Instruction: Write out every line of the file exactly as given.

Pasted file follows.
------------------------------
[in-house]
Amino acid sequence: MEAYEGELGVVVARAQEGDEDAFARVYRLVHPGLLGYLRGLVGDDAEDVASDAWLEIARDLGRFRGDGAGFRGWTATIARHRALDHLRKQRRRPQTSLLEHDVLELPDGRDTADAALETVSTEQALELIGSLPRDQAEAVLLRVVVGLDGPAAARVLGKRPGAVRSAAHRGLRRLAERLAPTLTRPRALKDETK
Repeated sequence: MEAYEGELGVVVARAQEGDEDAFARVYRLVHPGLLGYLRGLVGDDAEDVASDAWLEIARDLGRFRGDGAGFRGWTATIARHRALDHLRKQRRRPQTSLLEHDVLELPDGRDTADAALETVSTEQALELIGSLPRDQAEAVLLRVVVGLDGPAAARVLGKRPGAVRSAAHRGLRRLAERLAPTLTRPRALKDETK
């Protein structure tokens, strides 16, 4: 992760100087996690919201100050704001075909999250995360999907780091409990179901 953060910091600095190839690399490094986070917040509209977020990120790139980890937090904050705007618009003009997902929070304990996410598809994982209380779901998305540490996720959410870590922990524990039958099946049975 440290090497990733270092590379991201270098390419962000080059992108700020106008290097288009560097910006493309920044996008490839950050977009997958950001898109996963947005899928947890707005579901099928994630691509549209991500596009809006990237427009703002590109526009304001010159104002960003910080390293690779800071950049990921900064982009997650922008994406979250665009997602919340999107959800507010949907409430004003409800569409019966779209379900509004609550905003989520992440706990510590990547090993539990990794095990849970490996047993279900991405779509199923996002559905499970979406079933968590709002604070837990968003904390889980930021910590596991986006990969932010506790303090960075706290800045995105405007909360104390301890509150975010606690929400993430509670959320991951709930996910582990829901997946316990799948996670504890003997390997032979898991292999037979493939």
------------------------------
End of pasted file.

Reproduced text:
[in-house]
Amino acid sequence: MEAYEGELGVVVARAQEGDEDAFARVYRLVHPGLLGYLRGLVGDDAEDVASDAWLEIARDLGRFRGDGAGFRGWTATIARHRALDHLRKQRRRPQTSLLEHDVLELPDGRDTADAALETVSTEQALELIGSLPRDQAEAVLLRVVVGLDGPAAARVLGKRPGAVRSAAHRGLRRLAERLAPTLTRPRALKDETK
Repeated sequence: MEAYEGELGVVVARAQEGDEDAFARVYRLVHPGLLGYLRGLVGDDAEDVASDAWLEIARDLGRFRGDGAGFRGWTATIARHRALDHLRKQRRRPQTSLLEHDVLELPDGRDTADAALETVSTEQALELIGSLPRDQAEAVLLRVVVGLDGPAAARVLGKRPGAVRSAAHRGLRRLAERLAPTLTRPRALKDETK
């Protein structure tokens, strides 16, 4: 992760100087996690919201100050704001075909999250995360999907780091409990179901 953060910091600095190839690399490094986070917040509209977020990120790139980890937090904050705007618009003009997902929070304990996410598809994982209380779901998305540490996720959410870590922990524990039958099946049975 440290090497990733270092590379991201270098390419962000080059992108700020106008290097288009560097910006493309920044996008490839950050977009997958950001898109996963947005899928947890707005579901099928994630691509549209991500596009809006990237427009703002590109526009304001010159104002960003910080390293690779800071950049990921900064982009997650922008994406979250665009997602919340999107959800507010949907409430004003409800569409019966779209379900509004609550905003989520992440706990510590990547090993539990990794095990849970490996047993279900991405779509199923996002559905499970979406079933968590709002604070837990968003904390889980930021910590596991986006990969932010506790303090960075706290800045995105405007909360104390301890509150975010606690929400993430509670959320991951709930996910582990829901997946316990799948996670504890003997390997032979898991292999037979493939």